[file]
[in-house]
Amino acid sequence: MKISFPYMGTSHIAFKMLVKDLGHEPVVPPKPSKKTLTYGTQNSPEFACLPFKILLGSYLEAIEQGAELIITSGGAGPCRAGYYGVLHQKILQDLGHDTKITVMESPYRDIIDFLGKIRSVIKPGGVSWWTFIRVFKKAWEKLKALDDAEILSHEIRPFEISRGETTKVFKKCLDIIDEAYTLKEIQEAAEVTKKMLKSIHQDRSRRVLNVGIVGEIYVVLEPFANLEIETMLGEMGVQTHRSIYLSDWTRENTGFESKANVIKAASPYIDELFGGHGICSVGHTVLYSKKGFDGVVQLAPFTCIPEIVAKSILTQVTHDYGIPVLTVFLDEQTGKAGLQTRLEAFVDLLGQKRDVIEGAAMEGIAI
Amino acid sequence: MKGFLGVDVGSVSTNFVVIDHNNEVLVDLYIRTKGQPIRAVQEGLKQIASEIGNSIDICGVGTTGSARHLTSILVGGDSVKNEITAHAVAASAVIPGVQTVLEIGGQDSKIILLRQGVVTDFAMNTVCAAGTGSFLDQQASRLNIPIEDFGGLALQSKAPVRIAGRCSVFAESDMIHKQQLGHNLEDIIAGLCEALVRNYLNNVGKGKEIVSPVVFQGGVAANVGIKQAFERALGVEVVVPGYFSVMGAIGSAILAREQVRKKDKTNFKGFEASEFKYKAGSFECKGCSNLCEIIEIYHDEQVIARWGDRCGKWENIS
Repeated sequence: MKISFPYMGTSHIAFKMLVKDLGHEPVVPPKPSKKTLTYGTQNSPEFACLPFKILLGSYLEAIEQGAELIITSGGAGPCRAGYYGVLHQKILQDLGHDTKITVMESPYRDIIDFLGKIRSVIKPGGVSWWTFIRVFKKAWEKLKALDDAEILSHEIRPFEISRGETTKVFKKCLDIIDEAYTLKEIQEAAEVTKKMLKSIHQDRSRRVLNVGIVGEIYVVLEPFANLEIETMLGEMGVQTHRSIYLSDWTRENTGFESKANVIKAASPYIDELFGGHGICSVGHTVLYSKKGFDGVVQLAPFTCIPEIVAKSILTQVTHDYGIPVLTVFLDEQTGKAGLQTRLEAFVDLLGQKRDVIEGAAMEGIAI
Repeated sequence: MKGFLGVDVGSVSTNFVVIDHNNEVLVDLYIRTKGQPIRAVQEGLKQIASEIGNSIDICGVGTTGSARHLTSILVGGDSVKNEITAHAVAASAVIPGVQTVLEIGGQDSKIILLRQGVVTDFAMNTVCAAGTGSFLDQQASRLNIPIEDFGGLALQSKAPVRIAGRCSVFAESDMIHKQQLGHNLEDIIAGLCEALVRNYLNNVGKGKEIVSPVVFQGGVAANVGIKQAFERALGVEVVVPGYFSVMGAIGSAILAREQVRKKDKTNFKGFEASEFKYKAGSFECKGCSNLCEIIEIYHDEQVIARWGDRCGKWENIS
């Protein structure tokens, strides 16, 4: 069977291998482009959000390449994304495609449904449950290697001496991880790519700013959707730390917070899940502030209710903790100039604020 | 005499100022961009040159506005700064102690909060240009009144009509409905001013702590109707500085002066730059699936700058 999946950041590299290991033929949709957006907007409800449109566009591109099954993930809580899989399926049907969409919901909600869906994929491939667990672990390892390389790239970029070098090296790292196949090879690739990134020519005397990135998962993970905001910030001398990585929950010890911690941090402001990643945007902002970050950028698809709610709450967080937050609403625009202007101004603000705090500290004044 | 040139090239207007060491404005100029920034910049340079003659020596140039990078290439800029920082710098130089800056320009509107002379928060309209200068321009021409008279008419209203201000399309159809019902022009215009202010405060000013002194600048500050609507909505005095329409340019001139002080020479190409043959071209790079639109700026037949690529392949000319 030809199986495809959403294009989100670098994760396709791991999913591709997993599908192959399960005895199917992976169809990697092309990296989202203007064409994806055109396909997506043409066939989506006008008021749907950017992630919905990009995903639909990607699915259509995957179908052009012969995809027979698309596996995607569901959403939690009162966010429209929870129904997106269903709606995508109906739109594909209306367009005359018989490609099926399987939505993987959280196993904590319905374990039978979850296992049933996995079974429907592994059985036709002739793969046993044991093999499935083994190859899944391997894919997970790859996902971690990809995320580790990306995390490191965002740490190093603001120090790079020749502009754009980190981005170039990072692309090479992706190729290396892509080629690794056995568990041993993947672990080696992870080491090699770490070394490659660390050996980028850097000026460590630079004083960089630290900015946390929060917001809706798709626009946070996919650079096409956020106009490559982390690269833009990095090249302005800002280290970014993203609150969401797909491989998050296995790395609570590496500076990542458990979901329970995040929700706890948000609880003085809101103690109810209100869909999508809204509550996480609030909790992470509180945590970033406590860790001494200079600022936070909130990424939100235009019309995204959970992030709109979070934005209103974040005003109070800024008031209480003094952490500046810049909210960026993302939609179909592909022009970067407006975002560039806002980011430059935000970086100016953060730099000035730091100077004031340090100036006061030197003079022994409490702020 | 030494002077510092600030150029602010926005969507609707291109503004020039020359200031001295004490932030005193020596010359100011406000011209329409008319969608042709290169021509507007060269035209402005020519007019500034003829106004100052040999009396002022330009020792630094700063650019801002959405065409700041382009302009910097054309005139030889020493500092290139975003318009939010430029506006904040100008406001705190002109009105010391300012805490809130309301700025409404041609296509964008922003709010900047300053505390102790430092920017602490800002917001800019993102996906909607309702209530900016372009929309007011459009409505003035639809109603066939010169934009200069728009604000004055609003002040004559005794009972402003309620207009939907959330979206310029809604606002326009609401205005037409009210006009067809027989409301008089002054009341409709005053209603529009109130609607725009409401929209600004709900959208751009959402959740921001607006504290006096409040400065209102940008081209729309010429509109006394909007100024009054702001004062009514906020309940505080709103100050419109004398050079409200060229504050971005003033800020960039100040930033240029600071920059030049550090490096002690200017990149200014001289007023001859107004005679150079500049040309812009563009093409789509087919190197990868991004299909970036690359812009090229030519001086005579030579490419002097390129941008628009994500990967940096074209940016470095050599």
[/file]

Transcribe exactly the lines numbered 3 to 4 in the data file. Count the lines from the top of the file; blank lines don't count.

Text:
Amino acid sequence: MKGFLGVDVGSVSTNFVVIDHNNEVLVDLYIRTKGQPIRAVQEGLKQIASEIGNSIDICGVGTTGSARHLTSILVGGDSVKNEITAHAVAASAVIPGVQTVLEIGGQDSKIILLRQGVVTDFAMNTVCAAGTGSFLDQQASRLNIPIEDFGGLALQSKAPVRIAGRCSVFAESDMIHKQQLGHNLEDIIAGLCEALVRNYLNNVGKGKEIVSPVVFQGGVAANVGIKQAFERALGVEVVVPGYFSVMGAIGSAILAREQVRKKDKTNFKGFEASEFKYKAGSFECKGCSNLCEIIEIYHDEQVIARWGDRCGKWENIS
Repeated sequence: MKISFPYMGTSHIAFKMLVKDLGHEPVVPPKPSKKTLTYGTQNSPEFACLPFKILLGSYLEAIEQGAELIITSGGAGPCRAGYYGVLHQKILQDLGHDTKITVMESPYRDIIDFLGKIRSVIKPGGVSWWTFIRVFKKAWEKLKALDDAEILSHEIRPFEISRGETTKVFKKCLDIIDEAYTLKEIQEAAEVTKKMLKSIHQDRSRRVLNVGIVGEIYVVLEPFANLEIETMLGEMGVQTHRSIYLSDWTRENTGFESKANVIKAASPYIDELFGGHGICSVGHTVLYSKKGFDGVVQLAPFTCIPEIVAKSILTQVTHDYGIPVLTVFLDEQTGKAGLQTRLEAFVDLLGQKRDVIEGAAMEGIAI